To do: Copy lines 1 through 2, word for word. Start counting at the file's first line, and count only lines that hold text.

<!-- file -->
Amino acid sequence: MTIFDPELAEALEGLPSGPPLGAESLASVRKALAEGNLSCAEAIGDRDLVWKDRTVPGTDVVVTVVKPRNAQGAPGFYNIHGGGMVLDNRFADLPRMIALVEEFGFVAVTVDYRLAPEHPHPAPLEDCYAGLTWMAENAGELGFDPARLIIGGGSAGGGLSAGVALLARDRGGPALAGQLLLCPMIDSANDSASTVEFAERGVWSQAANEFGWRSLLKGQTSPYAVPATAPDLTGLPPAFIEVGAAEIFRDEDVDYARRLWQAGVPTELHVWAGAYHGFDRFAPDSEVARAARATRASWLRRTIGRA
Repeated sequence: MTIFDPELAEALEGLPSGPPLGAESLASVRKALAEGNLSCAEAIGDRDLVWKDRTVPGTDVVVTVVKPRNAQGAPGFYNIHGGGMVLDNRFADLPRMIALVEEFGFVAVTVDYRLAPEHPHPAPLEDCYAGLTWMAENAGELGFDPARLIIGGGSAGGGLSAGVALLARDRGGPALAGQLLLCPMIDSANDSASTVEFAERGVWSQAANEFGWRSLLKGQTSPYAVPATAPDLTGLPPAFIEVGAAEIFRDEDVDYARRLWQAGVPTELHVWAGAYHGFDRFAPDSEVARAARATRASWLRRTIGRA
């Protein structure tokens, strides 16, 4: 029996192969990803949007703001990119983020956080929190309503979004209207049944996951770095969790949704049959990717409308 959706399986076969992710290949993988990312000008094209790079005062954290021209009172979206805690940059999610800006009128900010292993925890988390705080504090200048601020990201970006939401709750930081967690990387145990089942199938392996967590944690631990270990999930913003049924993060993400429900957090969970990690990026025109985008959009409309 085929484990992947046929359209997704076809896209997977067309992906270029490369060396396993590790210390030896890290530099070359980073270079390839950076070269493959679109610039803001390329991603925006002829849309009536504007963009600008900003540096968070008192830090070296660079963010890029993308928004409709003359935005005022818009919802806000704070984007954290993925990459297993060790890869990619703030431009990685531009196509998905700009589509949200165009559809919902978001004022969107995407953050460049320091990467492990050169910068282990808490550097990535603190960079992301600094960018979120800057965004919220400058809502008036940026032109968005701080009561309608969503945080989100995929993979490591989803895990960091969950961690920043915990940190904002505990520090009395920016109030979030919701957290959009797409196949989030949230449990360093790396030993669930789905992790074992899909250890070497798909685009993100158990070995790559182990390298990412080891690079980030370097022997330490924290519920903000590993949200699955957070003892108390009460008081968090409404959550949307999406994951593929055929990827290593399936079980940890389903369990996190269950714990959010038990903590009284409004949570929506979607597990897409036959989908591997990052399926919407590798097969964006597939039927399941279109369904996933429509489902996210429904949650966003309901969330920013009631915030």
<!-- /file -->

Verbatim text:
Amino acid sequence: MTIFDPELAEALEGLPSGPPLGAESLASVRKALAEGNLSCAEAIGDRDLVWKDRTVPGTDVVVTVVKPRNAQGAPGFYNIHGGGMVLDNRFADLPRMIALVEEFGFVAVTVDYRLAPEHPHPAPLEDCYAGLTWMAENAGELGFDPARLIIGGGSAGGGLSAGVALLARDRGGPALAGQLLLCPMIDSANDSASTVEFAERGVWSQAANEFGWRSLLKGQTSPYAVPATAPDLTGLPPAFIEVGAAEIFRDEDVDYARRLWQAGVPTELHVWAGAYHGFDRFAPDSEVARAARATRASWLRRTIGRA
Repeated sequence: MTIFDPELAEALEGLPSGPPLGAESLASVRKALAEGNLSCAEAIGDRDLVWKDRTVPGTDVVVTVVKPRNAQGAPGFYNIHGGGMVLDNRFADLPRMIALVEEFGFVAVTVDYRLAPEHPHPAPLEDCYAGLTWMAENAGELGFDPARLIIGGGSAGGGLSAGVALLARDRGGPALAGQLLLCPMIDSANDSASTVEFAERGVWSQAANEFGWRSLLKGQTSPYAVPATAPDLTGLPPAFIEVGAAEIFRDEDVDYARRLWQAGVPTELHVWAGAYHGFDRFAPDSEVARAARATRASWLRRTIGRA